On 25 June 2014, author Jeremy Freeborn interviewed Donovan Bailey at Canada’s Sports Hall of Fame in Calgary for The Canadian Encyclopedia. Bailey won a gold medal for Canada in the 100m at the 1996 Olympic Games in Atlanta and a gold medal in the 100m at the 1995 World Championships in Athletics in Gothenburg, Sweden. Bailey also helped Canada win the gold medal in the men’s 4x100 metre relay at both of these events.
JF: Tell me what you remember most about moving to Canada at age 13.
DB: I came to Canada when I was 7 and moved here permanently because of school when I was 12 and a half. It was fantastic. We are a great sporting community in Oakville. My brother (O’Neil) was one of the big champions [in Ontario high school long jump]. It was awesome. It was a great place to be and a great place to live.
JF: I understand you had some interest in sprinting for a couple of years but did not take the sport seriously until 1994. Why did you decide to focus on athletics at that time?
JF: Was there any reason you decided to go into athletics?
DB: In Jamaica, track and field is like hockey in Canada. So every kid, no matter what, as soon as you are born and you can walk, you are doing track and field. I was a sprinter since I was five years old.
JF: Tell me about winning the gold medal in the 100m at the World Championship in Gothenburg.
DB: My first individual gold was spectacular. It is something that I trained for and wanted to do. I realized that if I prepared myself well and went in there, all I had to do was win. My coach knew I was very prepared. We went in and got it done. I was the number one ranked sprinter in the world and it was a great thing to top off my year.
JF: What was it like to stand on the podium next to silver medalist Bruny Surin in the men’s 100m?
DB: It was almost like we were a team. We were running individually, but were part of the Canadian team. Winning was great, but even better was the fact that Bruny was the second ranked sprinter in the world. We had a great time in Sweden. An amazing time.
JF: You will probably be remembered most by Canadians for winning the gold medal in the men’s 100m at the 1996 Olympic Games in Atlanta. How did the public respond to your win and how did it feel to bring so much joy to Canadians?
DB: At that time the public reacted greatly. In reflecting back, it is an amazing legacy for sport in Canada. It is a great accomplishment. I am very happy that I trained and was prepared for it. The fact that Canadians loved it was great, too.
JF: What is your fondest memory from the Canadian men’s relay team that also won a gold medal at the 1996 Olympic Games in Atlanta?
DB: My greatest memory was that I helped my team achieve something that I achieved individually. I felt that I wanted to revamp the relay program from 1993 [see note below]. We were the most dominant team in the world and we won the gold medal.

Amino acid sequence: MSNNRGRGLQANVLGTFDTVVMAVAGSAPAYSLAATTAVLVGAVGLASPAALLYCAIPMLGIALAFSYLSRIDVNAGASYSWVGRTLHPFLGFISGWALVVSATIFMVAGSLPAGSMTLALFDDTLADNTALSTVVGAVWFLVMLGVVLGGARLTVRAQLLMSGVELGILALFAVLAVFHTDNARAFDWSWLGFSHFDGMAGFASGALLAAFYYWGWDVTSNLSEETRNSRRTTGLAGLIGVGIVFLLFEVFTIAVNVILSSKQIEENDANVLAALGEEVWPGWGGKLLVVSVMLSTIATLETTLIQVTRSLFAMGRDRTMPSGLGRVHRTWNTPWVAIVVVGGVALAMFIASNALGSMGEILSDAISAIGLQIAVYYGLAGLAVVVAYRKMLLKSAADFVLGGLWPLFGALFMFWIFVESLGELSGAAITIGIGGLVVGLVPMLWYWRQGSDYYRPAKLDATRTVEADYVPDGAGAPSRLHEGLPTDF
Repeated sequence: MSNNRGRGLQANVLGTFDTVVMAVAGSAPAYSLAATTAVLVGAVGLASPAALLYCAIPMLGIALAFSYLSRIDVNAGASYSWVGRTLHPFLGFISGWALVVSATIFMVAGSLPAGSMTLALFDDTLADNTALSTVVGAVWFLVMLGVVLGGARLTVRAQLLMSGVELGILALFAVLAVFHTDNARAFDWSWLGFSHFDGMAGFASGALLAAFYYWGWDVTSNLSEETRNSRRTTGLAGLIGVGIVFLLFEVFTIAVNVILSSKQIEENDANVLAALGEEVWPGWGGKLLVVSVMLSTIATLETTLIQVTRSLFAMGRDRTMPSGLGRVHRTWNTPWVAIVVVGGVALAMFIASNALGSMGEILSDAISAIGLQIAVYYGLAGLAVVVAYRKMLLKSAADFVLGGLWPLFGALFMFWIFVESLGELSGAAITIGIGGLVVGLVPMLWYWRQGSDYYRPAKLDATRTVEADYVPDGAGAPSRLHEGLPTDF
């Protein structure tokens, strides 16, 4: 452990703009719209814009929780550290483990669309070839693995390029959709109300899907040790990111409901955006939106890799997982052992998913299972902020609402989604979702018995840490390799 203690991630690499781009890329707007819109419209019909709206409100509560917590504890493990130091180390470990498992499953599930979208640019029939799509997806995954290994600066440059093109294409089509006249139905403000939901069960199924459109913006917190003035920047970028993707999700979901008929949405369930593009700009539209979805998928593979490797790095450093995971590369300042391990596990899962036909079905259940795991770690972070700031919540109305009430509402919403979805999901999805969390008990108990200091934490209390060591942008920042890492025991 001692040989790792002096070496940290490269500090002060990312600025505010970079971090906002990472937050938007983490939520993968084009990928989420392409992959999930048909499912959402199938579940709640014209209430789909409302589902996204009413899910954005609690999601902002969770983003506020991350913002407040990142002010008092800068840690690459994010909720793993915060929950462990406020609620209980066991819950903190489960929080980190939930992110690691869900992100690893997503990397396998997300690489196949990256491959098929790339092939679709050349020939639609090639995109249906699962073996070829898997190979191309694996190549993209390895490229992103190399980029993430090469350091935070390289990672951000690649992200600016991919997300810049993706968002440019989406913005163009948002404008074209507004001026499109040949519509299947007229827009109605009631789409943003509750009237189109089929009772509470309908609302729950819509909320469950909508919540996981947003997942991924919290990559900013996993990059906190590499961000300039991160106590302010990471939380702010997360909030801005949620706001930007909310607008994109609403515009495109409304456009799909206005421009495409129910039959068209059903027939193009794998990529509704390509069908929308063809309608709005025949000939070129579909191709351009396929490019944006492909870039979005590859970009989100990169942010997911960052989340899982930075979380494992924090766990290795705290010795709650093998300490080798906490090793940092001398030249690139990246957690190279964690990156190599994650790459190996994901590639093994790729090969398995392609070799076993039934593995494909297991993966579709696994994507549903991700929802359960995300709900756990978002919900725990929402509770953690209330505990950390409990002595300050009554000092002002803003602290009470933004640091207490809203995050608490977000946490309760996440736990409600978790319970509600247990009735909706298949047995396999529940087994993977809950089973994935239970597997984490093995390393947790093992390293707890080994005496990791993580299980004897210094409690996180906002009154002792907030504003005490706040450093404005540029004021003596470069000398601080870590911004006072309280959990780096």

Note: At the 1993 World Championships in Athletics in Stuttgart, Germany, the Canadian 4x100 men’s relay team of Bruny Surin, Glenroy Gilbert, Robert Esmie and Atlee Mahorn won the bronze medal. Two years later, at the 1995 World Championships in Athletics in Gothenburg, Sweden, Bailey replaced the retired Mahorn, and Canada won the gold medal. The team (which included Carlton Chambers, who ran in the heats but was unable to run the final due to a groin injury) then knocked off the favoured United States to win the gold medal at the 1996 Olympic Games in Atlanta. Their performance led CBC’s Don Wittman to comment, “You got to love Saturday nights in Georgia.” Surin, Bailey, Gilbert and Esmie then won a gold medal for a third time at the 1997 World Championships in Athletics in Athens, Greece. Gilbert, Esmie, Surin and Bailey are the most successful Canadian men’s track relay team of all time
JF: I know you remain very active with Canadian track and field. In the past you have been very active with the Edmonton International Track Classic. What does this event mean to young Canadian track and field athletes?
DB: I try to remain active with Athletics Canada. That is who I do some work with. It is very important for me to be a role model to the next generation of track and field sprinters.
JF: What advice would you give Canadian youth who dream of becoming world-class track and field athletes?
DB: First of all, I would tell them to set no limits to what they can achieve. Right now when I see the Canadian team, they are probably faster and have more talent across the board than we did, and we were the number one team in the world for seven years. What I tell young kids as well as the teams today, is to shoot for the moon. You have unlimited potential, great resources, great facilities, good support and amazing fans. So what they should do is get out there, train hard and get ready.